One of the main challenges in anisotropic velocity analysis and imaging is simultaneous estimation of velocity gradients and anisotropic parameters from reflection data. Approximating the subsurface by a factorized VTI (transversely isotropic with a vertical symmetry axis) medium provides a convenient way of building vertically and laterally heterogeneous anisotropic models for prestack depth migration.

The algorithm for P-wave migration velocity analysis (MVA) introduced here is designed for models composed of factorized VTI layers or blocks with constant vertical and lateral gradients in the vertical velocity VP0. The anisotropic MVA method is implemented as an iterative two-step procedure that includes prestack depth migration (imaging step) followed by an update of the medium parameters (velocity-analysis step). The residual moveout of the migrated events, which is minimized during the parameter updates, is described by a nonhyperbolic equation whose coefficients are determined by 2D semblance scanning.

For piecewise-factorized VTI media without significant dips in the overburden, the residual moveout of P-wave events in image gathers is governed by four effective quantities in each block: (1) the normal-moveout velocity Vnmo at a certain point within the block, (2) the vertical velocity gradient kz, (3) the combination k^x=kx1+2δ of the lateral velocity gradient kx and the anisotropic parameter δ, and (4) the anellipticity parameter η. We show that all four parameters can be estimated from the residual moveout for at least two reflectors within a block sufficiently separated in depth. Inversion for the parameter η also requires using either long-spread data (with the maximum offset-to-depth ratio no less than two) from horizontal interfaces or reflections from dipping interfaces.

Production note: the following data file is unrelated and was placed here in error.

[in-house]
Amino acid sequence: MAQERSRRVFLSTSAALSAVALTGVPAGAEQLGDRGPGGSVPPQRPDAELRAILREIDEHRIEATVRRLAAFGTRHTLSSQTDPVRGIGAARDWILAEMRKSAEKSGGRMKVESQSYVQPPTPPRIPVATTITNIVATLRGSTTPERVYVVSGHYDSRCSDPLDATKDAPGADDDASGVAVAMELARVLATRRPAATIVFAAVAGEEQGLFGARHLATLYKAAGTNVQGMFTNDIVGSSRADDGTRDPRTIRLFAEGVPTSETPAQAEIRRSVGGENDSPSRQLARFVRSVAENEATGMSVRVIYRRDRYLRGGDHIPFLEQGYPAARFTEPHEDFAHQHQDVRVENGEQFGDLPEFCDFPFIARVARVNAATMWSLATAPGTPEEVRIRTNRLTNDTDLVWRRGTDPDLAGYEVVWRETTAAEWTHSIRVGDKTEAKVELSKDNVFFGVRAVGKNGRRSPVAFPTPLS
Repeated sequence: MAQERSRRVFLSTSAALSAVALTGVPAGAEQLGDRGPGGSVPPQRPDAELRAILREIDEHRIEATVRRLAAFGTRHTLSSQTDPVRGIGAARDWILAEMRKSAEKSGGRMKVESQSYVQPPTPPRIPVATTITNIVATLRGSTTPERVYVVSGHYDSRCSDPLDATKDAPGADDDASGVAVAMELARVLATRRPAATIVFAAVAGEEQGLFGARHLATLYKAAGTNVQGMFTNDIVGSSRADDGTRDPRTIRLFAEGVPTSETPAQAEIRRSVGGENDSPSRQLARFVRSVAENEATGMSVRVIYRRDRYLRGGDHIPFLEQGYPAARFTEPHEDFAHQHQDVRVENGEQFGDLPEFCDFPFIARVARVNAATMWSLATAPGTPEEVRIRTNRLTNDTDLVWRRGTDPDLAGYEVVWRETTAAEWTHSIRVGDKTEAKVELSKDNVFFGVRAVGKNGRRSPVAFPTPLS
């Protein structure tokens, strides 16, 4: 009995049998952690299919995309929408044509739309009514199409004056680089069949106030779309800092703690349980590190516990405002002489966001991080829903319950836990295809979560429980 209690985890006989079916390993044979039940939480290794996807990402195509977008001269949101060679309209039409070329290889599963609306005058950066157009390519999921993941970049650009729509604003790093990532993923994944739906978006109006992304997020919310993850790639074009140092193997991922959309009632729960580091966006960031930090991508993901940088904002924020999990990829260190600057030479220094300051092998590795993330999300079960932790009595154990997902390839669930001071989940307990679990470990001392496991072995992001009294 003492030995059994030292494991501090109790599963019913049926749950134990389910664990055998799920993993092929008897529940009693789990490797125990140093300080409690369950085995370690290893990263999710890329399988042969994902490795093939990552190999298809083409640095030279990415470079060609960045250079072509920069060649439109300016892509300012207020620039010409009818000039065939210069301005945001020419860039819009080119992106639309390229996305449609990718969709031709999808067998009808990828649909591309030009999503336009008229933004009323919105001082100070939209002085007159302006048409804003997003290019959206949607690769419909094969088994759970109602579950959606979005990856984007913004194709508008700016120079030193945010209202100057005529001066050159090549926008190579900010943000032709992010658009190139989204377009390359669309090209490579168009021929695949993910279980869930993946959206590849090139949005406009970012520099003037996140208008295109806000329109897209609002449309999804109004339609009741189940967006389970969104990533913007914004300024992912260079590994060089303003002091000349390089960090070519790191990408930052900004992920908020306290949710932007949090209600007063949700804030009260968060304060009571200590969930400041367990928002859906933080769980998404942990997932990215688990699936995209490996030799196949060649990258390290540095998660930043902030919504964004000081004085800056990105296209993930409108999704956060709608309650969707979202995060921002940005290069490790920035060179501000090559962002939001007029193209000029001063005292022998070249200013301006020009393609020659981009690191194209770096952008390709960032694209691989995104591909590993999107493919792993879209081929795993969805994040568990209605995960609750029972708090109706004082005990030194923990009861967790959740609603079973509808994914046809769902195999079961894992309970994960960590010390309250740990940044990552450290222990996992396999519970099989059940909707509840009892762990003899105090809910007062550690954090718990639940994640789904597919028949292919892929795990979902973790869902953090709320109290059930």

To find the depth scale of the section and build a model for prestack depth migration using the MVA results, the vertical velocity VP0 needs to be specified for at least a single point in each block. When no borehole information about VP0 is available, a well-focused image can often be obtained by assuming that the vertical-velocity field is continuous across layer boundaries. A synthetic test for a three-layer model with a syncline structure confirms the accuracy of our MVA algorithm in estimating the interval parameters Vnmo, kz, k^x, and η and illustrates the influence of errors in the vertical velocity on the image quality.

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